For the Wall Street Journal, McGrath named a five best list of books on life and travels in the Arctic. One title on the list:
Ada BlackjackRead about the other books on the list.
by Jennifer Niven (2004)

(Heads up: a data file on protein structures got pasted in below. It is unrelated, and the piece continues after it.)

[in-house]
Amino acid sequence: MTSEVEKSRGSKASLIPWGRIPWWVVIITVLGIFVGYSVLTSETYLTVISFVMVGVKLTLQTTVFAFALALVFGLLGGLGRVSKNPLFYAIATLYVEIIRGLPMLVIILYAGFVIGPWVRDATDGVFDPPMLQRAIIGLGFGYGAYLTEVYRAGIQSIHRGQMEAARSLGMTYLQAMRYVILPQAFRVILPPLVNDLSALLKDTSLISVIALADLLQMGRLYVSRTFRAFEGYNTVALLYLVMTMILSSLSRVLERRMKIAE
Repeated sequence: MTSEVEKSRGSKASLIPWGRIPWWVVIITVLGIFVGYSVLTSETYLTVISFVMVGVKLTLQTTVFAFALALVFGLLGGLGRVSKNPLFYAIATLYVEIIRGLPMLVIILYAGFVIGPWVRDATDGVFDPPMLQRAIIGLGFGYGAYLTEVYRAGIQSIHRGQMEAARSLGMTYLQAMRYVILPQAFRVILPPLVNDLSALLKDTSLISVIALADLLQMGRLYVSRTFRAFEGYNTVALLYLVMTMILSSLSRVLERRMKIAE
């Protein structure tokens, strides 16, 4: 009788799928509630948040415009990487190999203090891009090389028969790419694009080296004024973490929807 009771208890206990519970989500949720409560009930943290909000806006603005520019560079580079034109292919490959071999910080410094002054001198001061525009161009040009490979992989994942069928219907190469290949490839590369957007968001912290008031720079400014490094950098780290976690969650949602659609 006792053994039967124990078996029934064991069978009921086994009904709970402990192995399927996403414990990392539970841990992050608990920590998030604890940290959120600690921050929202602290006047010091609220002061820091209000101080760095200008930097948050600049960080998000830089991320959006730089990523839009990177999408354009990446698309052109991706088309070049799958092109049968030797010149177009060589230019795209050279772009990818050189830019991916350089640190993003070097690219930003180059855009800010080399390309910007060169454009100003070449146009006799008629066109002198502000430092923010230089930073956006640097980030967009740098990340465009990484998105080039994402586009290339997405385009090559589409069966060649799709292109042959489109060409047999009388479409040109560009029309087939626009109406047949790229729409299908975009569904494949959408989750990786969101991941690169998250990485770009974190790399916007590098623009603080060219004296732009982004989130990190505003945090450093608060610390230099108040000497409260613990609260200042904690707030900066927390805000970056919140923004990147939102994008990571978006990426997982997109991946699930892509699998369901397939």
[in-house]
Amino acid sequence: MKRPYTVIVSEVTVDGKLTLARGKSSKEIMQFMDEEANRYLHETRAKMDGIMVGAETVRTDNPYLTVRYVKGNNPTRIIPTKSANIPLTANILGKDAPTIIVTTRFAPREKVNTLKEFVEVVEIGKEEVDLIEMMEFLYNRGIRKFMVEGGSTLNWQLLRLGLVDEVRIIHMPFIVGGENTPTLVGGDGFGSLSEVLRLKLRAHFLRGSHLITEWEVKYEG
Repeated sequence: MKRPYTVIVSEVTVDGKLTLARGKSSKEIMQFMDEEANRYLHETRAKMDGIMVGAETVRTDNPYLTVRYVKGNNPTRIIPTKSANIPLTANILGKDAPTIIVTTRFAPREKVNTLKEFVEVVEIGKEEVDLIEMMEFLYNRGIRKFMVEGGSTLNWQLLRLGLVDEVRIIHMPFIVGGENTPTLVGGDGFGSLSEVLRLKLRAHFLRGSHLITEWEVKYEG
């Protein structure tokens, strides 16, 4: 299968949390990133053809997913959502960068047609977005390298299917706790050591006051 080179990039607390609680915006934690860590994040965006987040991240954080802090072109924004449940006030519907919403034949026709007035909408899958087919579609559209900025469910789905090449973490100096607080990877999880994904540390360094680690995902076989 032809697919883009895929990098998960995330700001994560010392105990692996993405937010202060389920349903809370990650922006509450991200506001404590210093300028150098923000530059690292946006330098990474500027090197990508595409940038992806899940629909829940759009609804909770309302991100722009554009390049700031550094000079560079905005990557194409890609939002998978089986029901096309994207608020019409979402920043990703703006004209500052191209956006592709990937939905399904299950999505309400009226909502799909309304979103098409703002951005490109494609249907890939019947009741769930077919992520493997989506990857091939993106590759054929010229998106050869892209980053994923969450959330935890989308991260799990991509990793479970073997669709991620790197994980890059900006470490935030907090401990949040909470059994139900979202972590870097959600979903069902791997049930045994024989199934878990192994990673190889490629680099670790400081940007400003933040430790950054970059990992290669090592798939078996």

One of the greatest Arctic (mis)adventure stories you've never heard of and a wonderful foil to the more familiar derring-do of Robert Peary and Roald Amundsen. In 1921, in a vainglorious, frankly nutty bid to claim the territory for Canada (which didn't want it), four men and one woman—Ada Blackjack, a young, hard-drinking Inuit woman —set out for Wrangel Island in the Russian Arctic. Two years later only one returned. Jennifer Niven uses contemporary documents and Blackjack's own diary to reconstruct the often terrifying events of those two years, events that were both tightly managed and exploited afterward by the expedition's sponsor, who played up the glamour of Arctic exploration and the valor of his men while suppressing Blackjack's account of their desperate resort to cannibalism. Blackjack, who only took the job as the expedition's cook to pay for her son's tuberculosis treatment, turns out to be the most unlikely of heroines, but also one of the most admirable.